Mark Ashmore Smith will try not to spend today worrying about the fate of his school.
The principal of Ouruhia School, north of Christchurch will, like many others in Canterbury, learn tomorrow morning whether his school will close or continue offering what he calls a special "country education". Others will learn if they have to merge with nearby schools.
"We're absolutely in the dark, hoping for best and preparing for worst," Ashmore Smith said ahead of the Education Ministry's second attempt at determining the future of education in the earthquake-ravaged province.
After learning a hard lesson from the initial bungled announcement proposing to overhaul Christchurch's school network, the Ministry of Education will deliver its decisions to schools in person tomorrow.
Education Minister Hekia Parata has said there will be changes to the initial proposals.
In September, Parata announced proposals to close 13 schools and put 26 through some form of merger, off the back of population movements and damage from the February 2011 earthquake.
Before the earthquakes struck there were already around 5000 places available in schools across greater Christchurch.
A further 4300 children did not re-enrol and there are now 9300 places available.
Affected schools had until December 7 to consult on the proposals and respond to the ministry.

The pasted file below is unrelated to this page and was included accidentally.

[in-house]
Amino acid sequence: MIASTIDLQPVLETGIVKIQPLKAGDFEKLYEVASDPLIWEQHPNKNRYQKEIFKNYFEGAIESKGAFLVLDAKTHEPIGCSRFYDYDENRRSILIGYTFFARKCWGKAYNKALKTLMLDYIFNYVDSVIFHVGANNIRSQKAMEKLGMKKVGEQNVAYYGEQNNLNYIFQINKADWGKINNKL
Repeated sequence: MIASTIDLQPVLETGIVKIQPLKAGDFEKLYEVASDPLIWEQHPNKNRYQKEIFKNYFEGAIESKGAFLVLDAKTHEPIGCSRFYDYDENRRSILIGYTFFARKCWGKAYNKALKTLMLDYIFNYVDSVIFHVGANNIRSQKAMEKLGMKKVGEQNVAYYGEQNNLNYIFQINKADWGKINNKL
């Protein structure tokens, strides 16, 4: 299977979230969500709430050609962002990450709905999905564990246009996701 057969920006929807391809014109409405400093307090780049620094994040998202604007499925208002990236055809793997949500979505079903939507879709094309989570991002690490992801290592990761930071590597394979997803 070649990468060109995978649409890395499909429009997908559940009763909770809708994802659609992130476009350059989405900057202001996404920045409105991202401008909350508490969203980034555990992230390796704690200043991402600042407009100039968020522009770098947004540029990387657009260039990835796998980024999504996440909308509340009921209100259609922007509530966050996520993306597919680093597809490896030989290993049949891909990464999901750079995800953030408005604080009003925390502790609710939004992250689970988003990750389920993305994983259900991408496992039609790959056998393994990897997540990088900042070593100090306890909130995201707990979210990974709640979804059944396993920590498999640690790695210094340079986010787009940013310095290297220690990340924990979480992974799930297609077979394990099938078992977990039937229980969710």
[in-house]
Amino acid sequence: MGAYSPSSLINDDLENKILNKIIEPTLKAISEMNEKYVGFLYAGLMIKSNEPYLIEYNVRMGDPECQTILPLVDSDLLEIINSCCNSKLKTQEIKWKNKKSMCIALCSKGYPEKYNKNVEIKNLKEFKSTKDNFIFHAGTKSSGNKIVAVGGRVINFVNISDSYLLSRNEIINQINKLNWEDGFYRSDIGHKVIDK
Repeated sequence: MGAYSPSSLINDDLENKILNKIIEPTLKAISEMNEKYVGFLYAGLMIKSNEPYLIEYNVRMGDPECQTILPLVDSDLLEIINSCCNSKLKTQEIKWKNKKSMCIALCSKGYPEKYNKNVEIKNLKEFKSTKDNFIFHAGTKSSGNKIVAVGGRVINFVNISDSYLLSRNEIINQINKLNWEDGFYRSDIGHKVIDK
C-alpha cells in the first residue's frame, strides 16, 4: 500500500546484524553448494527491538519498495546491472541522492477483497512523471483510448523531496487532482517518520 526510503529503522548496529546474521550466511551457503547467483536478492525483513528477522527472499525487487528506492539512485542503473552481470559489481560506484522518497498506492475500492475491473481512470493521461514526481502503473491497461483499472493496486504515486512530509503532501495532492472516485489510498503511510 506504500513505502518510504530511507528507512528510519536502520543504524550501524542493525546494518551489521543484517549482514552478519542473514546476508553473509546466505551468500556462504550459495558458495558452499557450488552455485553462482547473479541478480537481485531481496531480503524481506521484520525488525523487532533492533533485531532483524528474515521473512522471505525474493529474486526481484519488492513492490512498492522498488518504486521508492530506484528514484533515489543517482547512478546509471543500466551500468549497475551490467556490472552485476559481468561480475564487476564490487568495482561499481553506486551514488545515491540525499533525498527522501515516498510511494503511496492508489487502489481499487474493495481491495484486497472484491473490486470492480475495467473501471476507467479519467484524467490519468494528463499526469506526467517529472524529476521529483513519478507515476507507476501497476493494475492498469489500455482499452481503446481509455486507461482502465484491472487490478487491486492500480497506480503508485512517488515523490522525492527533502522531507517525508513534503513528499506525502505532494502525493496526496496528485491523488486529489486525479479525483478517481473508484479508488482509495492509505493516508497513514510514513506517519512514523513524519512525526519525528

Tomorrow, 31 schools will learn, for the interim, whether they are to close or merge.
A further period of consultation with schools will take place before final decisions are made in late May.
Ashmore Smith said the ministry had been much more empathetic the second time around.
"The ministry stuffed up completely in September - that process still rankles us - but to their credit they have bent over backwards to improve their delivery. There have been lots of phone calls, lots of contact and meetings face to face.
"That's pleasing because what was lacking in December was the empathy.
"There wasn't much thought to the process; having said that they'll still be handing the poison chalice to a lot of people on Monday."
The disastrous first announcement of the shake-up, where principals were given colour-coded name tags roughly coinciding with the fate of their schools, has become legendary.
The ministry said it has learned from its mistakes. Parata said, "off the back" of that experience, she met with all the professional associations of principals and "asked them to canvass their members about how they would like the decision this time around".
Regardless how the information is delivered, Ashmore Smith is adamant his school does not have to close.
"We just don't believe things have settled down enough after the earthquake to be making these high stakes decisions. In our submission we said closing our school is not going to benefit Christchurch as a whole - it doesn't seem to make sense for an area where there is no damage. There is no other school for another six to eight kilometres and we've been there 100 years."
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